Windows NT uses a single-master replication model to replicate security information between all a domain’s domain controllers (DCs). The NT security database consists of the SAM accounts and the Local Security Authority (LSA) database. Single-master means that only one DC holds a read/write copy of the security database; all the other DCs hold a read-only copy. In NT terminology, the first DC is the PDC, and the rest of the DCs are the BDCs. The PDC’s Netlogon service controls the replication process.
NT supports three replication types for copying the SAM changes between the PDC and the BDCs: full, partial, and urgent. A full replication replicates the complete security database to all BDCs. A full replication occurs when a new BDC is added to the domain and when the number of changes that have occurred since the last replication is bigger than the number of changes that the PDC’s Change log can hold (I describe the Change log in the next paragraph). You can force a full replication at every machine startup by setting the registry entry Update of type REG_SZ in the HKEY_LOCAL_MACHINE\SYSTEM\CurrentControlSet\Services\Netlogon\Parameters registry subkey to yes. Another way to force a full replication is from the PDC’s Server Manager: Select a BDC and choose the Synchronize with primary domain controller option from the Computer menu. A third way to force a full replication is from the PDC’s command prompt: Type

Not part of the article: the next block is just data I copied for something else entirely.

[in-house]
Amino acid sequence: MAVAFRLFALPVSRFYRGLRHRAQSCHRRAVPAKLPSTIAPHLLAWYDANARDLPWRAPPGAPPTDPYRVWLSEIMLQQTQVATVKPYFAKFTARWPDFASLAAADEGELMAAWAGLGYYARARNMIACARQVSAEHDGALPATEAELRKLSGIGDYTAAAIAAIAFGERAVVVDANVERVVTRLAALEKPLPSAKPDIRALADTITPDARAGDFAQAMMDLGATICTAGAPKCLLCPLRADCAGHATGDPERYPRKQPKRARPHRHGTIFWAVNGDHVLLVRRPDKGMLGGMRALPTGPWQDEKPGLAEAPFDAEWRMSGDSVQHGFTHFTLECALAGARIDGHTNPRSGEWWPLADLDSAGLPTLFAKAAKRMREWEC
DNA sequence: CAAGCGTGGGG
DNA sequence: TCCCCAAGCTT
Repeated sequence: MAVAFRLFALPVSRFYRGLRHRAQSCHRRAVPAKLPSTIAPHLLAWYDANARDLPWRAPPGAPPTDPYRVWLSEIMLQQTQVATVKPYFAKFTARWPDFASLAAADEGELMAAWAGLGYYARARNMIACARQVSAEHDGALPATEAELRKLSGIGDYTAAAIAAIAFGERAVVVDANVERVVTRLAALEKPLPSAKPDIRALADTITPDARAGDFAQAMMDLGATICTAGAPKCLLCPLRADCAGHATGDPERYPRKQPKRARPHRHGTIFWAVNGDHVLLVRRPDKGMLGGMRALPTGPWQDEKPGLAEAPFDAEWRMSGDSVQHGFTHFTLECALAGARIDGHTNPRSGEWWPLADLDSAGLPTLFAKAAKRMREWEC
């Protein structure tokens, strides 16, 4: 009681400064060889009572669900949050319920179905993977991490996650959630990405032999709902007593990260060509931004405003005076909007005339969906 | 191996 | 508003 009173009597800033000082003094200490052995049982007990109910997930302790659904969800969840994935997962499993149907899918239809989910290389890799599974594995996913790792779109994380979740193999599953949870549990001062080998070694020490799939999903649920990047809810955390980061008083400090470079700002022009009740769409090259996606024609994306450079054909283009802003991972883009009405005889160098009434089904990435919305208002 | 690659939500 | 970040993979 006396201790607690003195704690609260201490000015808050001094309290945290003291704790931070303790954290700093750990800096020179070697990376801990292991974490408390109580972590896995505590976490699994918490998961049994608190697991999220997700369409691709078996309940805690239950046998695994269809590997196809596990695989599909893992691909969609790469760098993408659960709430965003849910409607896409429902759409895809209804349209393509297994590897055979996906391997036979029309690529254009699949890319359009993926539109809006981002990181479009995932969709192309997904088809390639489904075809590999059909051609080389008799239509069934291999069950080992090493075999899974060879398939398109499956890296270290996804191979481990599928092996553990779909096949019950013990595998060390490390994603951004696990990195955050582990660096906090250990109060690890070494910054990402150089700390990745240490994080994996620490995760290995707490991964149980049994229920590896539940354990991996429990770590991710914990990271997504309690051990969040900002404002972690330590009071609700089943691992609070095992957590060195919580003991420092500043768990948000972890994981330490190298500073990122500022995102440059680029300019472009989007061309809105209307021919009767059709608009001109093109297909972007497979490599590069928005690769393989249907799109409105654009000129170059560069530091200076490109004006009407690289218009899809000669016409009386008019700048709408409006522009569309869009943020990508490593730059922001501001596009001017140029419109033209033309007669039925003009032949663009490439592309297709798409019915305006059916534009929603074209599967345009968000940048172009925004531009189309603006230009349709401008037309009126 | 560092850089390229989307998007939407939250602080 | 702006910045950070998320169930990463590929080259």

net accounts /sync
nltest /sync /server:BDC_name
(Nltest is a utility that ships with the Microsoft Windows NT Server 4.0 Resource Kit) where BDC_name is the name of the BDC.
A partial replication, which occurs every 5 minutes by default, replicates only the changes in the PDC’s Change log (i.e., the changes that have occurred since the last full or partial replication). The Change log is a sequential, circular log file—newer changes automatically overwrite older ones—and resides both in memory and on hard disk. To see your PDC’s Change log contents, open the netlogon.chg file in the \%systemroot%\ folder.
An urgent replication happens in three circumstances:
- domain-account lockout or password policy changes
- machine account password and LSA secret changes
- account lockouts